assimilated Jews, like most of the others.... In 1919 he quit the Social
Democratic Party... in protest against its betrayal of the
Nazi assumption of power of January 30, 1933, the future of an avowedly Marxist organization, staffed almost exclusively by men of Jewish descent --
at least by Nazi standards -- was obviously bleak....
spent most of the next four years in
England staying at Merton College, Oxford."
America... the Institut's members became more sensitive to the Jewish
important similarity [between certain strains in the Jewish cultural tradition
and in that of German
Idealism], which is especially crucial for an understanding of Critical Theory, is the old
idea that speech rather than
pictures was the only way to approach God.... This, so Habermas has argued,
parallels the idealist critique of empirical reality, which reached its height
in Hegelian dialectics."
"After the Institut's resettlement at Columbia University,
however, this tone underwent a subtle shift in a pessimistic direction. Articles
in the Zeitschrift scrupulously avoided using words like 'Marxism'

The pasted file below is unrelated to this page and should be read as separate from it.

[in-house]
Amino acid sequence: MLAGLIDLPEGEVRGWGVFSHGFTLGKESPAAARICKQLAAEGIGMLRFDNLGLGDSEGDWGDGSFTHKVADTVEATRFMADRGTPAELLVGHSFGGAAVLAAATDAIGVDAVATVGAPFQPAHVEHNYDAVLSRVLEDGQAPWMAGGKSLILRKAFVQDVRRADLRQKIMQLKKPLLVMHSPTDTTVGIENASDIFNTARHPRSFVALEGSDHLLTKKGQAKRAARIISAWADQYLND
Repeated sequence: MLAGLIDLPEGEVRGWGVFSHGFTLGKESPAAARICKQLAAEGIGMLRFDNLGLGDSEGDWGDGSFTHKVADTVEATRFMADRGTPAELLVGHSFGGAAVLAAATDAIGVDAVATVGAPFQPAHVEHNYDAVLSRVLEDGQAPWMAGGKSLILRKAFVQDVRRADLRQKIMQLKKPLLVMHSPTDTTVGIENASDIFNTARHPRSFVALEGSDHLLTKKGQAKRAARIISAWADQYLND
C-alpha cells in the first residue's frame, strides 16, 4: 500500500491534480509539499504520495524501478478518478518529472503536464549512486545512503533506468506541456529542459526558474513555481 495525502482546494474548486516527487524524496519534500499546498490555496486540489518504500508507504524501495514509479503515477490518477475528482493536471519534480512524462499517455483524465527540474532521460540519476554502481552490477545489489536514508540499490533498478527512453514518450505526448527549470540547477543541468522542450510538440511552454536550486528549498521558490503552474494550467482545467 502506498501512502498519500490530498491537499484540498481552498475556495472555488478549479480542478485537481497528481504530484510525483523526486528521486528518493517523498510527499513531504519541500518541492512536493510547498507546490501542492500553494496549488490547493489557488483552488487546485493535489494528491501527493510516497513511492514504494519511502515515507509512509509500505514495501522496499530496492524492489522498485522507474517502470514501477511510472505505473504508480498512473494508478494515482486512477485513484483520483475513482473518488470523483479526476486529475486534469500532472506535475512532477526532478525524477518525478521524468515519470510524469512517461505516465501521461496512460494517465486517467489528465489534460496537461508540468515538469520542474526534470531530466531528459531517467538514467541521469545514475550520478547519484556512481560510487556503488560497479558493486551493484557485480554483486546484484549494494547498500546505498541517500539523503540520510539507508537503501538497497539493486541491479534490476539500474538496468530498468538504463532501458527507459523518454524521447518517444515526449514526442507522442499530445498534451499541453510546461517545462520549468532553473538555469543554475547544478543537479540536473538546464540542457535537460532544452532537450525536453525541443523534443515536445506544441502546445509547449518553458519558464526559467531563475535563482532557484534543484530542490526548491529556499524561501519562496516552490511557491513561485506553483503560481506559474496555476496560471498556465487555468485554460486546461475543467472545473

or 'communism,' substituting 'dialectical materialism' or 'the
materialist theory of society' instead.... These changes were doubtless due in
part to the sensitive situation in which the Institut's members found
themselves at Columbia. They were also a reflection of their fundamental
aversion to the type of Marxism that the Institut equated with the orthodoxy of
the Soviet Camp. But in addition they expressed a growing loss of that basic
confidence, which Marxists had traditionally felt, in the revolutionary
potential of the proletariat." 44
"Although attacking the idea of a
or mass soul, Fromm felt that individuals were never
entirely isolated from their social situation. The real task was to
supplement and enrich the basic Marxist framework, which he
accepted as a given."
"Well before the
forced emigration, it [Frankfurt Institut]
had turned its attention to problems of authority. Critical Theory was developed partly in response to the
failure of traditional Marxism to explain the
reluctance of the proletariat to fulfill it historical